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Located midway between Laredo and Brownsville, Roma is one of the most outstanding cultural resources of the US/Mexico borderlands. Roma is centered around a magnificent plaza overlooking the sandstone bluffs of the Rio Grande. This space is defined by a collection of structures reflect the cultural continuity of the Texas/Mexico borderlands in their design, materials and construction techniques. It is for this reason that Roma was designated by the US Department of the Interior in 1993 as a National Historic Landmark District.
Building on an earlier planning and building stabilization phase, this current and pivotal phase of the project rehabilitated the upper portion of the plaza and refurbished the exterior and interior of several historic buildings to make them, publicly accessible for heritage interpretation. After removing numerous obstructions that were part of the 1976 mall design, the plaza was remodeled to sensitively re-introduce vehicular traffic through a one-way circular loop with diagonal parking along it's center. It was then surfaced with concrete in a rock salt finish to recall the texture and color of the caliche that originally covered it. This civic space is delineated, in turn, by a series of wide sidewalks and historic elevated banquetas, or brick walkways, that allow for extensive pedestrian circulation. The project has recaptured the plaza as the heart of the city as it is now the venue for farmers' market, concerts and religious processions. Interiors were carefully refurbished, including remnants of late 19th century decorative plaster that showcase the high level of craftsmanship in the border during that period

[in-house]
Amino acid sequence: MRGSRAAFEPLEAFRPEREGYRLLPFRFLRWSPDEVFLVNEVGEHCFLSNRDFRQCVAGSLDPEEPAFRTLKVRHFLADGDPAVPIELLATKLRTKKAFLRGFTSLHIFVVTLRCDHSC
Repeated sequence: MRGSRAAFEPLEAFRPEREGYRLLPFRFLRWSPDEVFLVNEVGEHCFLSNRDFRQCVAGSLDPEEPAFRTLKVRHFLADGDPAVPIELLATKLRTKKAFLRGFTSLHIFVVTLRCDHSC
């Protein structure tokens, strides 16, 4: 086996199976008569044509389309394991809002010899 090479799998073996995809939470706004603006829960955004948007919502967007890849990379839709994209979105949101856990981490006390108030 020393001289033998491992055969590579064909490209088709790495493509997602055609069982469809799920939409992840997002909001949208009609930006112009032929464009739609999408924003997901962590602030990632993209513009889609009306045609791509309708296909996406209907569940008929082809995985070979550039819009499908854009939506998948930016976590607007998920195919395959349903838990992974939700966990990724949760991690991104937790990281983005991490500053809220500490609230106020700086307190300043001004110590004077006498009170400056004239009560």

Improving Human Activities:
The Roma Visitors Center and Plaza Project integrates vehicular and pedestrian traffic in the plaza. The redesigned plaza restricts parked vehicles to its center, which generously adds space along the sides for pedestrian use. The project makes accessible to residents and to visitors key buildings of the historic district so they may experience, first hand, the cultural, architectural, and natural heritage of this community and the greater border region. It clearly reinstates the plaza to its rightful place as the focal point of the community.
Transportation Decision Making:
The project is an outstanding example of context-sensitive design. It can be emulated by other historic preservation projects with transportation components that seek a tested, validated strategy and planning process for community revitalization. The following strategies were employed: